Jeudi 6 décembre licensing (Fossa 2012)
Software compliance with legal rules and practices is often an overhead
effort in open source software development.
Developers usually focus more on what they do and on the value of their
results, than on software legal compliance. Giving more consideration
to any rule and practice is actually worthy when they deal with the
quality of the development process and of the related results.
But what if they would lead developers to manage complex legal topics
that exceed their knowledge?
Legal rules and practices compliance is valuable in the development of
free/open source software projects for fun as well as for a community.
And it is definitely appropriate (and requires some caution) in the
development of projects for business.
In any case, the open source ecosystem doesn’t help so much, because of
various issues, such as the proliferation of licenses and the complexity
of many of them.
Some tools help in handling these issues, but they request to invest
in knowledge and in some legal advice at last.
How can we face this complexity without involving lawyers and counsels,
or by reducing their effort as much as possible?
During this track speakers will share their experience in this domain
with the audience and will propose practices to handle open source
software legal aspects effectively.
A final debate will involve all participants to give an answer to the
main suggestions made by speakers and to still a common understanding.
08:15 Welcome coffee
08:45 Welcome message
by Engineering Group
09:00 How to train your lawyer to say “yes” more often
Train your lawyer to say “yes” more often. They have a reputation for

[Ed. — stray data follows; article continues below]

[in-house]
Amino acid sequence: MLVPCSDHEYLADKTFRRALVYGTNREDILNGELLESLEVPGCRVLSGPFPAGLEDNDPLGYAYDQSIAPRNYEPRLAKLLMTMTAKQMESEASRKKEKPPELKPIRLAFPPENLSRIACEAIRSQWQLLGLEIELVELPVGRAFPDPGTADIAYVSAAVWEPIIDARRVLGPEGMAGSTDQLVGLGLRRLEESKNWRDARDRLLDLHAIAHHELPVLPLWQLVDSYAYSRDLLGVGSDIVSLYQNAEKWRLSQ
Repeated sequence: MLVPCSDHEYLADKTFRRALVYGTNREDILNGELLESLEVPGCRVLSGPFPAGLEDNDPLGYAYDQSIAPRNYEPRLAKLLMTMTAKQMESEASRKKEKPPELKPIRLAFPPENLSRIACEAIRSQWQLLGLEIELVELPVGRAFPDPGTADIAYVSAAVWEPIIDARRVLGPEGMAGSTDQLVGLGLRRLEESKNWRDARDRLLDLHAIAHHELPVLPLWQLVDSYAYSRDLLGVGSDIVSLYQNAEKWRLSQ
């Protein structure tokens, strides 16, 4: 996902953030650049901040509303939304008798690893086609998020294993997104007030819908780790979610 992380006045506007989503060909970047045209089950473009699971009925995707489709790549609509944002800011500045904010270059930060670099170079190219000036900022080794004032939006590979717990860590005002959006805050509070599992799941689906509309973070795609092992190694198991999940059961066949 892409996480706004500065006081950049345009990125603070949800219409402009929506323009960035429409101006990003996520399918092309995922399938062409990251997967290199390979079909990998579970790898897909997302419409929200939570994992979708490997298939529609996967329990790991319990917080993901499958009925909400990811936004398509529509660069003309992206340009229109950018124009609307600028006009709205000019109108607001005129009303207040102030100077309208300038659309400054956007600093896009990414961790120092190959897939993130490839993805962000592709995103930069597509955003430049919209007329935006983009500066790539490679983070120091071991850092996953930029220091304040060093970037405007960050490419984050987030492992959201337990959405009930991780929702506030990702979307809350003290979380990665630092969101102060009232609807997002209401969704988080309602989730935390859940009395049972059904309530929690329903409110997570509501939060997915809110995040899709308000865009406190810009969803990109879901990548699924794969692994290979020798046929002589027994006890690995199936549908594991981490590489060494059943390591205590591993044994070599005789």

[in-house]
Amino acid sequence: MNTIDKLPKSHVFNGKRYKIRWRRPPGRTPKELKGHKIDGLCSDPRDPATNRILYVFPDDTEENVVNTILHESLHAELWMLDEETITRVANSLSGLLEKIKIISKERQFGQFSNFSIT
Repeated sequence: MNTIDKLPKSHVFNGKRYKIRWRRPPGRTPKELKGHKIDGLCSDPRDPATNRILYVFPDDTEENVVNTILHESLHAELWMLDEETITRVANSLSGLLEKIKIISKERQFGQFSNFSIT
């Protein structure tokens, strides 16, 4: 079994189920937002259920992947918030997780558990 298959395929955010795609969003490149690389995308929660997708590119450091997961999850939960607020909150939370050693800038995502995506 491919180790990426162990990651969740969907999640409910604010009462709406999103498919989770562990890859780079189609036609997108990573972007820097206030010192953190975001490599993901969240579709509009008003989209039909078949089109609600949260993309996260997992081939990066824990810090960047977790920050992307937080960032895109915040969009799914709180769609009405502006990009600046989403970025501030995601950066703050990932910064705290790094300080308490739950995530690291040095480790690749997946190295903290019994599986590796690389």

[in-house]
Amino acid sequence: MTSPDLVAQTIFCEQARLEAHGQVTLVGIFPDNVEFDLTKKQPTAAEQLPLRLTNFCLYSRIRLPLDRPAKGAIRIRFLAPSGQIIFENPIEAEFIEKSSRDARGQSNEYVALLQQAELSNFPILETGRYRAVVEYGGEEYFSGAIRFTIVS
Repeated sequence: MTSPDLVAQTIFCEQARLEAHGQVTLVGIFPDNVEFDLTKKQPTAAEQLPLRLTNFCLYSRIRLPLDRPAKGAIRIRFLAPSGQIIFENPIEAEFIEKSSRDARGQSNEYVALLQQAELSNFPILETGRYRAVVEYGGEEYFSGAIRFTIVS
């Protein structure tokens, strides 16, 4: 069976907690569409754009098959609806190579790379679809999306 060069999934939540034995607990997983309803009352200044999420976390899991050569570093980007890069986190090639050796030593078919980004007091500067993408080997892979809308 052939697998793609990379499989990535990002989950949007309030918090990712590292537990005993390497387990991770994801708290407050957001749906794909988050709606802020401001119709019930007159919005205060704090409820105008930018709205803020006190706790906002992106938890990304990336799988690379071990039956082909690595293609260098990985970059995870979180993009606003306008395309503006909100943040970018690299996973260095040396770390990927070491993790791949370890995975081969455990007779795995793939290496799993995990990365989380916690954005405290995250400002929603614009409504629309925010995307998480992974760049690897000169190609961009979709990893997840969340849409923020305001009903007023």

being negative, but if you construct your project processes sensibly,
they are less likely to be negative about the risks.
Andrew is a lawyer practising in England where he is head of technology
at boutique law firm Moorcrofts LLP and has advised on open source
software since the mid 1990s.
He represents a wide variety of open source software companies, and has
more recently become involved in a number of open hardware projects, in
the automotive, maritime, aerospace and electronics industries.
He’s a founder editor of the International Free and Open Source Software
Law Review, and has lectured on open source in London, Paris, Boston,
New York, Boston, Amsterdam, Edinburgh, Helsinki and Mangalia, Romania.
10′ Session 777
09:40 SpagoBI suite: moving from LGPLv2 to MPLv2: lesson learned, business & community improvement
The new Mozilla Public License is a significant step to simplify the
open source licensing approach: it’s really a simpler, shorter,
understandable (also by non legal people), modern license favouring
code reuse and redistribution because it solves major compatibility
After its release, SpagoBI has decided to move its license from LGPLv2
to MPLv2. It has been an opportunity to assess the current status of
the license compliance of the various software components included in
the project, to modernize the project license choice and to provide
more flexibility to users.
What were the challenges, the process and the impact on the SpagoBI
community? Three months after the release of the new MPLv2-licensed
of SpagoBI suite, what are the results and the impact on related
business activities? Lessons learned and practical tips.
SpagoWorld founder and Architectures & Consulting director within the
Research & Innovation Division of Engineering Group
Gabriele Ruffatti has held senior management positions in project and
product management for large enterprises and the public administration,
in software process improvement & quality assurance and in the
definition of innovative architectural solutions.
In 2004 he founded the SpagoWorld initiative.
He is currently member of the SpagoWorld board and of OW2 Consortium
Board of Directors, and is active in the community of Eclipse Foundation
and in the FLOSS Competence Center international network.
Committed to students’ and IT professionals’ education, he has lectured